[qi:_newteevee] There was a tectonic shift in the digital media landscape yesterday with Disney’s (s DIS) announcement that it would become part owner of Hulu and provide the content portal with full-length episodes of hit shows like “Lost” and “Grey’s Anatomy.” As with any deal of this size, there are winners and losers. Hulu is obviously a winner, as it now gains a new, two-year lease on life and can boast content from three of the four major broadcast networks. Hulu’s win, though, is a big loss for YouTube (s GOOG), which also has a deal with Disney, but only gets short-form clips.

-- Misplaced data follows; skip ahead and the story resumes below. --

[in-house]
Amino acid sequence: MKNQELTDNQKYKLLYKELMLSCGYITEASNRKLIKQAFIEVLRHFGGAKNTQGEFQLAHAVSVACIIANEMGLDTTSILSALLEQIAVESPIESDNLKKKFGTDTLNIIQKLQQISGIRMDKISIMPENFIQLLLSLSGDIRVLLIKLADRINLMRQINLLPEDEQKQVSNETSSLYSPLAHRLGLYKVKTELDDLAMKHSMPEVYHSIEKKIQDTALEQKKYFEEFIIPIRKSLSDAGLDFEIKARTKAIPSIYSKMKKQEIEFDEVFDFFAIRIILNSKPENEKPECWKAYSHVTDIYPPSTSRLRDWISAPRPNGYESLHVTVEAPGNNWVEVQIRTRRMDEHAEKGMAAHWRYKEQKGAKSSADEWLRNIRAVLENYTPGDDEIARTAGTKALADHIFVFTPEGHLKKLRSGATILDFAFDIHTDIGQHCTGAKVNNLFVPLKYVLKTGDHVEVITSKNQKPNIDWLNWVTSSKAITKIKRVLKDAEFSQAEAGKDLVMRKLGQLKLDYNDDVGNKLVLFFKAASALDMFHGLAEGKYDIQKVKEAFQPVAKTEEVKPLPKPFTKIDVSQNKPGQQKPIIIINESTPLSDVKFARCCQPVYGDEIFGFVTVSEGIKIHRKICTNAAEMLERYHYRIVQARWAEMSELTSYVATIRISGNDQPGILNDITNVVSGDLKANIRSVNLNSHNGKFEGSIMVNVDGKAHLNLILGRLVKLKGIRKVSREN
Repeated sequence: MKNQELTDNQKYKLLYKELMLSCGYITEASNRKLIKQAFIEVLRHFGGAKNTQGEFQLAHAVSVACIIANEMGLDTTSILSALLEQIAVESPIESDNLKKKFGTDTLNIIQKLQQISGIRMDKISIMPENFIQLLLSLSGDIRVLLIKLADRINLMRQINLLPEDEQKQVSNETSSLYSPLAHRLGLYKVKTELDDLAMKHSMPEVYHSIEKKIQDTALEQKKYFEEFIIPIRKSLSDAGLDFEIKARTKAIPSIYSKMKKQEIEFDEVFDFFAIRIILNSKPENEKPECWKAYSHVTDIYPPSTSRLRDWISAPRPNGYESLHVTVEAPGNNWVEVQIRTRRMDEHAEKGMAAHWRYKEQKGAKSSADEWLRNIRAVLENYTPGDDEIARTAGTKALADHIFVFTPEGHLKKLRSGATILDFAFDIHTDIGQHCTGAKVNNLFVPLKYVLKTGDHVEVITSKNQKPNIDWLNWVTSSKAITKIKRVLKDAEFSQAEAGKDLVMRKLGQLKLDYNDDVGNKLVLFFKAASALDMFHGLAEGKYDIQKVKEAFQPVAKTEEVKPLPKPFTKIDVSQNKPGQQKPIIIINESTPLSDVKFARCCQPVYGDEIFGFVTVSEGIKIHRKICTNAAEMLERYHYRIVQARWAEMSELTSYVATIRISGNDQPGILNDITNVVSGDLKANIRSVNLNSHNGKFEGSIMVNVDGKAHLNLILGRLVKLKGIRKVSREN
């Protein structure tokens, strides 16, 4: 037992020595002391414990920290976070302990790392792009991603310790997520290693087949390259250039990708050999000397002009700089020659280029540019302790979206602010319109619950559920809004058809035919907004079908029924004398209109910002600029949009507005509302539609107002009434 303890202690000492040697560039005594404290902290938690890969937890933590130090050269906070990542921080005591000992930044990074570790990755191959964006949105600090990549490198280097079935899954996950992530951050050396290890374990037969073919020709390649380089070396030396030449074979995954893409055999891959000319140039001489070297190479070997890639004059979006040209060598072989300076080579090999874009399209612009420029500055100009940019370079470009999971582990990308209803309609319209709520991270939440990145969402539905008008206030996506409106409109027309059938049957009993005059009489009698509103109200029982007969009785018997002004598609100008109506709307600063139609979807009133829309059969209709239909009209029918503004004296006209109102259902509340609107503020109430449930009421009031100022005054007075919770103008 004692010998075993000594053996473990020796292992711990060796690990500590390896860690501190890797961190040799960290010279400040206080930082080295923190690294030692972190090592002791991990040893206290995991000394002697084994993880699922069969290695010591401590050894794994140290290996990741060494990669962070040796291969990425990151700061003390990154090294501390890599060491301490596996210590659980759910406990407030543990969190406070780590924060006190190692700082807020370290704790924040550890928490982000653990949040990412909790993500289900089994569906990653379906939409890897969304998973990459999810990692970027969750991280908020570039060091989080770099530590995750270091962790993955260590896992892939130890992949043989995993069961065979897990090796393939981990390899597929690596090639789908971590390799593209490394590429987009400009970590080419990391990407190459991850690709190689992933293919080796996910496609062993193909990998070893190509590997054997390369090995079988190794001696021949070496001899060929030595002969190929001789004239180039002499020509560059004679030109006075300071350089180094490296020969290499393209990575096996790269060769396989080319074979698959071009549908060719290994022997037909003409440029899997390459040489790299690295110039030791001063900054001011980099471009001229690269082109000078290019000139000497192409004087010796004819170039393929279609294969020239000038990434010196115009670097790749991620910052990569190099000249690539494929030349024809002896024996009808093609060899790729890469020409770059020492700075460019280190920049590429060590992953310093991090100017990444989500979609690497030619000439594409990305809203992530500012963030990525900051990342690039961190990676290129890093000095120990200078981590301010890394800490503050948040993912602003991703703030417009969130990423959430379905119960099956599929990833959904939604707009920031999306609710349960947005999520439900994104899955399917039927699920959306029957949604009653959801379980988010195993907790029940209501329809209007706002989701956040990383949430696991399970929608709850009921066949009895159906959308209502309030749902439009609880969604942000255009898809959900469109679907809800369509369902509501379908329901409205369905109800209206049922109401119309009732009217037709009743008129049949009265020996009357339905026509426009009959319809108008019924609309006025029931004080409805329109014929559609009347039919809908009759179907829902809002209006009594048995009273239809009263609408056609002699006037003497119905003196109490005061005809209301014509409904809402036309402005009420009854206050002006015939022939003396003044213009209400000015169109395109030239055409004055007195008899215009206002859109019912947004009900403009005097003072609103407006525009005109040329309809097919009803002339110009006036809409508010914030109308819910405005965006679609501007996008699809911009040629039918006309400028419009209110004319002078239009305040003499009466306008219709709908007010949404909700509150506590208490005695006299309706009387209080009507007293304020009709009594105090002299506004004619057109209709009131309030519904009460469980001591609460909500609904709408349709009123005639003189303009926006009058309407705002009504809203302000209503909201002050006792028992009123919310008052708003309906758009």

Hulu’s victory celebration may be short-lived, however. Sure, it gets a ton of new premium content, but it also gets a new owner and as such now has three media companies to answer to. We’ve already seen the first two exert their influence on the service through restrictive release windows, the pulling of “It’s Always Sunny in Philadelphia” from the site, and the pressure on Hulu to remove itself from the Boxee media platform. Hulu doesn’t own its content, and without that content, it can’t exist. So in a sense, this deal means a lot, but changes little, as Hulu still isn’t in control of its own destiny.